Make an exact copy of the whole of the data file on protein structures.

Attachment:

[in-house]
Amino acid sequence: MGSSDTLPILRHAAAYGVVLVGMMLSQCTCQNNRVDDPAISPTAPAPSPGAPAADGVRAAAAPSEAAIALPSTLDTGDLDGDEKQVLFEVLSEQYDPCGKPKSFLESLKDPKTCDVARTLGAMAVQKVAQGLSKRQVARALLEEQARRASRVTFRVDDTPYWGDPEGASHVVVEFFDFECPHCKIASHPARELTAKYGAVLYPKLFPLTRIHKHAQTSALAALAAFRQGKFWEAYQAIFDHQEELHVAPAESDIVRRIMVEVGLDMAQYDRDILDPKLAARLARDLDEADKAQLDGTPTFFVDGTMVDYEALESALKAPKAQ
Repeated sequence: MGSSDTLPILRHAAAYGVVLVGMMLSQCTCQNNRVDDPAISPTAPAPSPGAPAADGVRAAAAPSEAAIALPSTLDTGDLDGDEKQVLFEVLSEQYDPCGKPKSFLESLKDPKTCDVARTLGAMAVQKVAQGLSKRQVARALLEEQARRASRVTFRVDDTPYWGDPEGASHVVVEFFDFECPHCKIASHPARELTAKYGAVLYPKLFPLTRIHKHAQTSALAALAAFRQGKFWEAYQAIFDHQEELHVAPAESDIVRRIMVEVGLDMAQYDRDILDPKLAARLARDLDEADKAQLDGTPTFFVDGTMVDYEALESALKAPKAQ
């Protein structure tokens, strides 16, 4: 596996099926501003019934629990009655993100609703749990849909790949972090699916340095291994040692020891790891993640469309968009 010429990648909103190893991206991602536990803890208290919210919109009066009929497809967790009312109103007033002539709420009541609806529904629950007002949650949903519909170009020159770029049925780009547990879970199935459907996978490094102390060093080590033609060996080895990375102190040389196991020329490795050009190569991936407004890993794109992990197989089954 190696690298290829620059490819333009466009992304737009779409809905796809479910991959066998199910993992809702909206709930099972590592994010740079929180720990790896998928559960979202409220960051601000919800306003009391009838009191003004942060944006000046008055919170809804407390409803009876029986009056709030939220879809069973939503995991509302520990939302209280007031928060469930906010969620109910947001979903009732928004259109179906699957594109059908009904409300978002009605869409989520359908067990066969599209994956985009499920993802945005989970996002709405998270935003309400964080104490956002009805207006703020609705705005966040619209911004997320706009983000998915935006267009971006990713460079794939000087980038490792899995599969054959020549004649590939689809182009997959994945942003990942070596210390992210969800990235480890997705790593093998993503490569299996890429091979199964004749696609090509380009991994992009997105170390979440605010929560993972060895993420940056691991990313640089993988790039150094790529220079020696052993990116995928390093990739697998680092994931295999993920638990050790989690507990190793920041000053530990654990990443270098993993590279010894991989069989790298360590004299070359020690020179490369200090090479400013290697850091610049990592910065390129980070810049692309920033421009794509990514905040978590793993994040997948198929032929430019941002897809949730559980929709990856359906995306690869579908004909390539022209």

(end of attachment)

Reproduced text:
[in-house]
Amino acid sequence: MGSSDTLPILRHAAAYGVVLVGMMLSQCTCQNNRVDDPAISPTAPAPSPGAPAADGVRAAAAPSEAAIALPSTLDTGDLDGDEKQVLFEVLSEQYDPCGKPKSFLESLKDPKTCDVARTLGAMAVQKVAQGLSKRQVARALLEEQARRASRVTFRVDDTPYWGDPEGASHVVVEFFDFECPHCKIASHPARELTAKYGAVLYPKLFPLTRIHKHAQTSALAALAAFRQGKFWEAYQAIFDHQEELHVAPAESDIVRRIMVEVGLDMAQYDRDILDPKLAARLARDLDEADKAQLDGTPTFFVDGTMVDYEALESALKAPKAQ
Repeated sequence: MGSSDTLPILRHAAAYGVVLVGMMLSQCTCQNNRVDDPAISPTAPAPSPGAPAADGVRAAAAPSEAAIALPSTLDTGDLDGDEKQVLFEVLSEQYDPCGKPKSFLESLKDPKTCDVARTLGAMAVQKVAQGLSKRQVARALLEEQARRASRVTFRVDDTPYWGDPEGASHVVVEFFDFECPHCKIASHPARELTAKYGAVLYPKLFPLTRIHKHAQTSALAALAAFRQGKFWEAYQAIFDHQEELHVAPAESDIVRRIMVEVGLDMAQYDRDILDPKLAARLARDLDEADKAQLDGTPTFFVDGTMVDYEALESALKAPKAQ
């Protein structure tokens, strides 16, 4: 596996099926501003019934629990009655993100609703749990849909790949972090699916340095291994040692020891790891993640469309968009 010429990648909103190893991206991602536990803890208290919210919109009066009929497809967790009312109103007033002539709420009541609806529904629950007002949650949903519909170009020159770029049925780009547990879970199935459907996978490094102390060093080590033609060996080895990375102190040389196991020329490795050009190569991936407004890993794109992990197989089954 190696690298290829620059490819333009466009992304737009779409809905796809479910991959066998199910993992809702909206709930099972590592994010740079929180720990790896998928559960979202409220960051601000919800306003009391009838009191003004942060944006000046008055919170809804407390409803009876029986009056709030939220879809069973939503995991509302520990939302209280007031928060469930906010969620109910947001979903009732928004259109179906699957594109059908009904409300978002009605869409989520359908067990066969599209994956985009499920993802945005989970996002709405998270935003309400964080104490956002009805207006703020609705705005966040619209911004997320706009983000998915935006267009971006990713460079794939000087980038490792899995599969054959020549004649590939689809182009997959994945942003990942070596210390992210969800990235480890997705790593093998993503490569299996890429091979199964004749696609090509380009991994992009997105170390979440605010929560993972060895993420940056691991990313640089993988790039150094790529220079020696052993990116995928390093990739697998680092994931295999993920638990050790989690507990190793920041000053530990654990990443270098993993590279010894991989069989790298360590004299070359020690020179490369200090090479400013290697850091610049990592910065390129980070810049692309920033421009794509990514905040978590793993994040997948198929032929430019941002897809949730559980929709990856359906995306690869579908004909390539022209």